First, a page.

PARASITIC PLANTS - INFO

 PARASITIC PLANTS

Parasitic plants derive all their nutrients from the root systems of nearby host plants, and are quite in-capable of deriving nutrients from the soil themselves. Most, if not all parasitic plants, have very specific host requirements and will only grow in the presence of a particular host. the broomrapes are like this. Thus Thyme broomrape grows only on Thyme. Greater Broomrape is able to grow on either Gorse or Broom, both of the Pea Family. This is probably how Broomrapes got their name: from the host of Greater Broomrape: Broom.

Broomrapes are quite in-capable of synthesizing chlorophyll, and they have none. Chlorophyll in plants is responsible for how plants derive essential plant-building compounds like carbohydrates from carbon dioxide in the air and water from the ground with the help of sunlight. Without chlorophyll these reactions cannot happen. A plant without chlorophyll must hi-jack another plants' root system that has this ability and siphon off some of the synthesized products without killing the host (otherwise both will die).

Somewhat surprisingly, some parasitic plants are also able to parasitize themselves, a phenomenon called self-parasitization. Species of Dodder are one such; Mistletoe too in some instances.

HEMI-PARASITIC PLANTS - INFO

 HEMI-PARASITIC PLANTS

Hemi-parasitic (or semi-parasitic) plants derive some of their nutrients from the roots of adjacent plants. They do this by hooking into the host plants root system. If there are no nearby plants, then they will get by without nutrient supplements; they just grow as well.

Not all hemi-parasites tap into the roots of hosts, some like Mistletoe or Dodder tap into the stems of hosts.

Gene-Swapping when in close-contact
It has recently been discovered that whenever the stems of two differing plants are in contact with each other for a longish time that some genes from each species are transferred across to the other species. But the genes remain localised. However, your Author thinks that that does not necessarily preclude the opportunity here for a novel method of evolution. Over the aeons that have elapsed since plants first developed it seems likely that they will have progressed and diversified by whatever means presented itself. And that may mean development of new species or families, or at the very least appropriation of whatever chemical synthesis those genes might proffer. And seeing as some plant go out of their way to cling on to other plants (such as Ivy, Dodder and Mistletoe with their ability to tap into their host) and with twinning plants which entwine themselves around others, it seems they must have been exchanging genes for centuries on purpose. So, the Author wonders, have biologists identified any such gene transferances which have been incorporated into the genome and self-propagated, or is that now impossible to tell? Maybe that's why there are so many genera and families.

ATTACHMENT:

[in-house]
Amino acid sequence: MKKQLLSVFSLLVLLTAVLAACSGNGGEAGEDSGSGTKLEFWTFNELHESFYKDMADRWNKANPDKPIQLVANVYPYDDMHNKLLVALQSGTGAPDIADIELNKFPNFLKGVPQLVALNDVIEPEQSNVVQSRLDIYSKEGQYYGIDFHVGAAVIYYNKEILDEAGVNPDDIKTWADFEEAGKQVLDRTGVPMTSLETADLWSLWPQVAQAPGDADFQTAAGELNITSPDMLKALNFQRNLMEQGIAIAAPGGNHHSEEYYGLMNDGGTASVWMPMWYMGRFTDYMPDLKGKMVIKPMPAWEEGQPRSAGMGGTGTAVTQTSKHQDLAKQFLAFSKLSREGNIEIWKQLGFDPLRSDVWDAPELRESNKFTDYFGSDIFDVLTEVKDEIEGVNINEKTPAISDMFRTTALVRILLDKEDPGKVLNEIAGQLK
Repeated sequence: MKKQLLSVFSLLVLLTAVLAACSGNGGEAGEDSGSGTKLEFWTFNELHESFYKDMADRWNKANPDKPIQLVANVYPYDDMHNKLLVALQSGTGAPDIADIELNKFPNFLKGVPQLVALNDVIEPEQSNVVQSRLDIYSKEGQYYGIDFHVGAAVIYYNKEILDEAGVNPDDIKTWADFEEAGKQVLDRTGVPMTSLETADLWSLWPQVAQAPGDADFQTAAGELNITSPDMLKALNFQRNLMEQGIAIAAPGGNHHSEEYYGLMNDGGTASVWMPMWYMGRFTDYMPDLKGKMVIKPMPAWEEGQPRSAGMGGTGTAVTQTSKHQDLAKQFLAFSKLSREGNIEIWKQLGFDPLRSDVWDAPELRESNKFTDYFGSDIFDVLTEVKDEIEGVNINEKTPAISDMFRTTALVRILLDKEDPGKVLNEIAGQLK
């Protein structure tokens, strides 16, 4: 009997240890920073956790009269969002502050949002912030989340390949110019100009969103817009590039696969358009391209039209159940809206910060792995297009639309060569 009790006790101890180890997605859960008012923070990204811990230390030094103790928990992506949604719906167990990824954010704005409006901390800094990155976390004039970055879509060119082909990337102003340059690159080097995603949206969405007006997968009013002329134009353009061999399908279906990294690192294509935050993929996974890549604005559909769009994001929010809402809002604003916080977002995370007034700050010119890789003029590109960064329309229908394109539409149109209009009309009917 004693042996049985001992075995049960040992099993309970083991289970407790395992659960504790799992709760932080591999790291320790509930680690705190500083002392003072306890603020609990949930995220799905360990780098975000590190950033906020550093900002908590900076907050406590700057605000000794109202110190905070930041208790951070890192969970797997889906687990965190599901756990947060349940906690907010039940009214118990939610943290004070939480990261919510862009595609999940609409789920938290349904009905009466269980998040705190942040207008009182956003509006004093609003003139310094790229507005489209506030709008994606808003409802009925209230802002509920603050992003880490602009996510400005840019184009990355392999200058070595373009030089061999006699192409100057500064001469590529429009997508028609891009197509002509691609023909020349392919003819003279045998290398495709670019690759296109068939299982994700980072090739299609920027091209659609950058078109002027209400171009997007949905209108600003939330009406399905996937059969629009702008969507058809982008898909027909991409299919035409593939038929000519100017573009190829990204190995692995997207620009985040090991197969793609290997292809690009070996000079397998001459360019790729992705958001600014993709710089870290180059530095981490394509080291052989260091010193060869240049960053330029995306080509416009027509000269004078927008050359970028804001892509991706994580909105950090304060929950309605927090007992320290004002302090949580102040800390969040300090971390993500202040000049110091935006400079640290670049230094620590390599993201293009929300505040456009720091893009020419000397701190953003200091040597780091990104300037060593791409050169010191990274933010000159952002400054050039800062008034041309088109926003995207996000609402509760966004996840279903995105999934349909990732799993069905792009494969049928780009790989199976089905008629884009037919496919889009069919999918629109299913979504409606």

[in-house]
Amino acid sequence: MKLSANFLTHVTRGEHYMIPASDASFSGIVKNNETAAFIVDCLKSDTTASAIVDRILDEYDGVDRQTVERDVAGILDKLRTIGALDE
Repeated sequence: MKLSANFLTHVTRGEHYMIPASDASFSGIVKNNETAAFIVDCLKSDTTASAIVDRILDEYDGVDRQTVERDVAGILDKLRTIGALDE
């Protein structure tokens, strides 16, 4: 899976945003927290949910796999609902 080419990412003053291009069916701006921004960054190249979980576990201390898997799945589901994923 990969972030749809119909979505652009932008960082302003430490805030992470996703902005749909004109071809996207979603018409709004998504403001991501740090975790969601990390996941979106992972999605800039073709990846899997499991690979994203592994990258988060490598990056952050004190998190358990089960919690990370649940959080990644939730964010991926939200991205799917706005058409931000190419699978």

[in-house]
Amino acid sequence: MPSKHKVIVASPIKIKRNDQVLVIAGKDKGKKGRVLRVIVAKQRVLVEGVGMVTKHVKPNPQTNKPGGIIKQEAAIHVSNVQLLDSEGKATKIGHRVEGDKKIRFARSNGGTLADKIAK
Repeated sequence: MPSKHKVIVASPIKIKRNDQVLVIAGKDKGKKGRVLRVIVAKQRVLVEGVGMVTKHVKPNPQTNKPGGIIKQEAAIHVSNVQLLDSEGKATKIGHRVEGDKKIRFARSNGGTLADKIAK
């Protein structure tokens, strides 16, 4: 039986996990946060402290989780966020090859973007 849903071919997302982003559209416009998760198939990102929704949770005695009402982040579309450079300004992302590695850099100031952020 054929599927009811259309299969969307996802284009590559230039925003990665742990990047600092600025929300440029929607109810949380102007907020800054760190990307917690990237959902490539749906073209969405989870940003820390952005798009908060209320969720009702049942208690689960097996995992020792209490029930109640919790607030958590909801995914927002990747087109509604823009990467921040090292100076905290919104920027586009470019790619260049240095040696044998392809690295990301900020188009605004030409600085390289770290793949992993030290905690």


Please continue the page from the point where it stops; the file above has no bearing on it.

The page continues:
SAPROPHYTIC PLANTS - INFO

 SAPROPHYTIC (MYCO-HETEROTROPHIC) PLANTS

Saprophytic plants are quite in-capable of synthesizing chlorophyll, and they have none. Chlorophyll in plants is responsible for how plants derive essential plant-building compounds like carbohydrates from carbon dioxide in the air and water from the ground with the help of sunlight. Without chlorophyll these photo-synthetic reactions cannot happen. A plant without chlorophyll must hi-jack another plants' root system that has this ability and siphon off some of the synthesized products without killing the host (otherwise both will die).

Further research has proved that, in reality, there are no saprophytic plants. The word 'saprophyte' is a misnomer - and is no longer a recommended term in botany. In it's stead is the term 'myco-heterotrophs'. Plants once considered saprophytic, such as Monotropes (such as Yellow Bird's-nest) or non-photosynthetic orchids (such as Bird's-nest Orchid or Ghost Orchid) are now known to be parasitic on fungi.


CARNIVOROUS PLANTS - INFO

 CARNIVOROUS PLANTS

Carnivorous Plants 'eat' mainly small insects (so are therefore 'insectivorous') that happen to get entrapped either in the flower, or on the slippery leaves. They have no teeth to masticate them, but rather use a cocktail of enzymes produced by the plant itself with which to digest them, and the juices are subsequently absorbed within the plant to be used as components in synthesis.


PROTOCARNIVOROUS PLANTS - INFO

 PROTOCARNIVOROUS PLANTS

ProtoCarnivorous Plants are borderline carnivorous plants, some are able to trap insects but are not capable of fully digesting them or are not, to various degrees, fully capable of absorbing all the nutrients from them. Carnivorous plants produce their own enzymes to digest the insect, but protocarnivorous plants may not produce an enzyme to digest the insects, but merely rely on normal decomposition when the insect dies after entrapment. Examples include the parasitic plants Toothwort (Lathraea squamaria) and Toothwort (Purple) and the non-parasitic plant Wild Teasel (Dipsacus fullonum).



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